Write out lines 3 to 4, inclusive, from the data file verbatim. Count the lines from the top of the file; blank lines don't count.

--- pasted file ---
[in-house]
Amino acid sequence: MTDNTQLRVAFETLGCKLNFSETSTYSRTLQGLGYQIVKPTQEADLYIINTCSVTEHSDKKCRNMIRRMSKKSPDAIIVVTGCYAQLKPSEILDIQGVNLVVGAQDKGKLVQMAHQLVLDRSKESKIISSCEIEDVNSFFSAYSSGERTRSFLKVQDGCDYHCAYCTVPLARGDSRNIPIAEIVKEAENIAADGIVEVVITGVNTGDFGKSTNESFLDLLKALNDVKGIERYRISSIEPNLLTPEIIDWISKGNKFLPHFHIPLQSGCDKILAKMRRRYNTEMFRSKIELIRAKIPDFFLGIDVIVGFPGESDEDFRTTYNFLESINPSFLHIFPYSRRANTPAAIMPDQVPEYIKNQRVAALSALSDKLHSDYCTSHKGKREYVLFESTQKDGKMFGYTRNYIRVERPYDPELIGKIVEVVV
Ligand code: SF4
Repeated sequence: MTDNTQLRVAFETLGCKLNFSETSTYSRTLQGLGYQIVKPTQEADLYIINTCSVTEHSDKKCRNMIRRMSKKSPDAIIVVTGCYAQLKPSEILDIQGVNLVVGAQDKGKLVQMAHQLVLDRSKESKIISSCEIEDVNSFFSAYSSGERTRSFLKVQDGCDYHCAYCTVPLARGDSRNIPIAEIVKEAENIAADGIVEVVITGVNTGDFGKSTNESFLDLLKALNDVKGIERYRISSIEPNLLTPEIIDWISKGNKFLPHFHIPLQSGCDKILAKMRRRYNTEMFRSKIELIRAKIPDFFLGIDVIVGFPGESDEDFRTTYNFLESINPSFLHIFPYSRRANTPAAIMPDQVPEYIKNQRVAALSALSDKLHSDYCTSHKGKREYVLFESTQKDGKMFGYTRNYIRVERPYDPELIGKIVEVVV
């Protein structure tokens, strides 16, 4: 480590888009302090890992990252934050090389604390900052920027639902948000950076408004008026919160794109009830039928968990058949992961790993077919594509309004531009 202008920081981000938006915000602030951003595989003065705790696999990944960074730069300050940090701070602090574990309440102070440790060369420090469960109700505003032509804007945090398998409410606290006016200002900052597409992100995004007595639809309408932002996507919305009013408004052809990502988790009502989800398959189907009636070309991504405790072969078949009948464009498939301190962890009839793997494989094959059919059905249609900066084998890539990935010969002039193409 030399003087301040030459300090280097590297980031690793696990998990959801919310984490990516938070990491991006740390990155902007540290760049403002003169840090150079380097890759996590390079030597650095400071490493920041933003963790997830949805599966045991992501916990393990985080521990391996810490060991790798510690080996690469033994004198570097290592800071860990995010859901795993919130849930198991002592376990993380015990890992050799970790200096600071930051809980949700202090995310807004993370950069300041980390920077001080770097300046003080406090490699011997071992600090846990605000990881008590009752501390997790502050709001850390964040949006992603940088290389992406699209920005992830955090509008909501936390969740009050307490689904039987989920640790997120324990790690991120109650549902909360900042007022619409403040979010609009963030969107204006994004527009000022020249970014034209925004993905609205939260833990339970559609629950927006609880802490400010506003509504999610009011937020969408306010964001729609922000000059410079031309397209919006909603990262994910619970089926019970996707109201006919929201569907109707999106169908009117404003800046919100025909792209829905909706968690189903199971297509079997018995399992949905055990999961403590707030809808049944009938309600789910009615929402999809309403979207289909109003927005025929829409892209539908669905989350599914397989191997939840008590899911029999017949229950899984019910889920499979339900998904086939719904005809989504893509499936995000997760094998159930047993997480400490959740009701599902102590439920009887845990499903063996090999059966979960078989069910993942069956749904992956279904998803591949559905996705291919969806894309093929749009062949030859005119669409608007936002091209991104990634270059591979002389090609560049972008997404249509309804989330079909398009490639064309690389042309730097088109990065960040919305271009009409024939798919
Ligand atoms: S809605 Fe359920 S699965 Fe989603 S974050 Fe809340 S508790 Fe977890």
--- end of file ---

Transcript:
Ligand code: SF4
Repeated sequence: MTDNTQLRVAFETLGCKLNFSETSTYSRTLQGLGYQIVKPTQEADLYIINTCSVTEHSDKKCRNMIRRMSKKSPDAIIVVTGCYAQLKPSEILDIQGVNLVVGAQDKGKLVQMAHQLVLDRSKESKIISSCEIEDVNSFFSAYSSGERTRSFLKVQDGCDYHCAYCTVPLARGDSRNIPIAEIVKEAENIAADGIVEVVITGVNTGDFGKSTNESFLDLLKALNDVKGIERYRISSIEPNLLTPEIIDWISKGNKFLPHFHIPLQSGCDKILAKMRRRYNTEMFRSKIELIRAKIPDFFLGIDVIVGFPGESDEDFRTTYNFLESINPSFLHIFPYSRRANTPAAIMPDQVPEYIKNQRVAALSALSDKLHSDYCTSHKGKREYVLFESTQKDGKMFGYTRNYIRVERPYDPELIGKIVEVVV